Mediation is where you and your former partner, generally without your legal representatives, meet with a trained mediator who helps facilitate the discussion between you both and aides you in coming to a satisfactory conclusion. The mediator’s skill is facilitating dialogue and preventing ‘log jammers’ in the conversation.
The mediator cannot give you legal advice but can tell you what the law is. The mediator is not directive and will comment when requested but will help you reach a settlement that is satisfactory to you both. The mediation will, of course, guide you away from potential settlements which are, ultimately, highly unsatisfactory to you or have little longevity.
At the conclusion of mediation the mediator will produce a report setting out:
- The asset schedule from which you have been working (in financial matters);
- A background and overview of your facts and situation;
- A written mediation summary setting out what you have agreed.
The results of mediation are not binding. Either of you can refuse to follow through with that agreement. To have a binding result, it requires one of you to approach a solicitor with your mediated summary so that that solicitor can reduce your agreement into a legal document that can be sealed by the court.
So whilst a mediated agreement is persuasive and parties are a lot more likely to adhere to an agreement that they had brokered themselves, it is not in any sense binding.
Mediation suits those couples who have the ability, despite their difficulties, to still talk to each other and still try and resolve matters fairly. Mediation does not suit situations where there is a significant power imbalance or any form of domestic violence or bullying. Mediation is often the first of the dispute resolution processes parties will engage upon either before they have had a solicitor’s general advice or shortly after, so they understand what their situation is at law so they can negotiate within that framework.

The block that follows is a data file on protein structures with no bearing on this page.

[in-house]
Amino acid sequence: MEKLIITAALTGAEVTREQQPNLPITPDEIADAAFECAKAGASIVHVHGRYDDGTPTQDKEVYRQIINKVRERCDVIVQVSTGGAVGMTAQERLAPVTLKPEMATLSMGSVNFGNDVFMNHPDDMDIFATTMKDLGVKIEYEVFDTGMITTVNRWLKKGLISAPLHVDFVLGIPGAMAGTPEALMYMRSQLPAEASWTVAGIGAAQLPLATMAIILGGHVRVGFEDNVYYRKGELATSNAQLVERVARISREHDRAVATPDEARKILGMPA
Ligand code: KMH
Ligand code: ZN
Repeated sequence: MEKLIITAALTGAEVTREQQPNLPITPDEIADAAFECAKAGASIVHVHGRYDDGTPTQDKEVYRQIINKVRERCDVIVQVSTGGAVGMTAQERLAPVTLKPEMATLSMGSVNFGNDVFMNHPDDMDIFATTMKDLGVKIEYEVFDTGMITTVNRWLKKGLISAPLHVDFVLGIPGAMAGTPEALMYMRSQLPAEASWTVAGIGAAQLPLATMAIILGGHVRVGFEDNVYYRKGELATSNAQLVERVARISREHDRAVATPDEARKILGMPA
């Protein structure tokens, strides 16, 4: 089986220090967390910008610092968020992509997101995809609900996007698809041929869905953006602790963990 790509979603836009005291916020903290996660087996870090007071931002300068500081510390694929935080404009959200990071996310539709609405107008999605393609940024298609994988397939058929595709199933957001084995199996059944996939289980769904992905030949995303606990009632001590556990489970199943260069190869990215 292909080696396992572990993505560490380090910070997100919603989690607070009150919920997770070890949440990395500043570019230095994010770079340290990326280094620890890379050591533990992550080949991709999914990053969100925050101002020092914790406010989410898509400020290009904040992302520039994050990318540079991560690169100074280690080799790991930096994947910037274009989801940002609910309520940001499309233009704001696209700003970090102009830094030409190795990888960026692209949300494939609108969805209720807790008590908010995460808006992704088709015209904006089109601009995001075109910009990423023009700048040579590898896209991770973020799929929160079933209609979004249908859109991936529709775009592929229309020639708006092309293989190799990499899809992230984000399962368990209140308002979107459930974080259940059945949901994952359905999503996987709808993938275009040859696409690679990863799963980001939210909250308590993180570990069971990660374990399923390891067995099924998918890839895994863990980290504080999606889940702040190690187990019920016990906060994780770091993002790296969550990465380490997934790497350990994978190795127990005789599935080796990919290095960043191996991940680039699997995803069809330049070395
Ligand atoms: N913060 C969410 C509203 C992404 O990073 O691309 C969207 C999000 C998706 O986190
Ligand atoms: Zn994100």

Conversely arbitration is an ‘end process’.
It is engaged upon when the parties have exhausted either discussions between themselves, mediation or solicitor negotiation. It is a useful alternative to the court which would otherwise be the only option open to parties who have been unable to resolve the disputes between them.
The benefit of arbitration is that it’s quick, cheap and, most importantly, you and your former partner choose the arbitrator who is going to make a determination.
Where arbitration significantly differs from mediation is that it is directive in nature. Whilst the arbitrator will listen to both parties’ positions and both parties’ arguments, the arbitrator will make an award that he or she thinks is appropriate in the case. So in essence, the arbitrator is the same as a judge making a determination at a final hearing. The parties have no say in the outcome of the case and the areas of dispute between them are ultimately determined by the arbitrator, such determination being binding on the parties.
Once the arbitrator makes an award, that award is binding.
In order to support the arbitration process the courts have indicated, in those few cases which have come before the court, that an arbitrator’s decision will, except for serious errors in law, be upheld.
It is also the case the court has created a fast-track approval of arbitration awards into consent orders of the court.
As a matter of public policy the court and government want arbitration, effectively private law, to be supported and so therefore have made it as determinative as it can be.
For more information on the issues raised in this blog please do not hesitate to contact Julian Bremner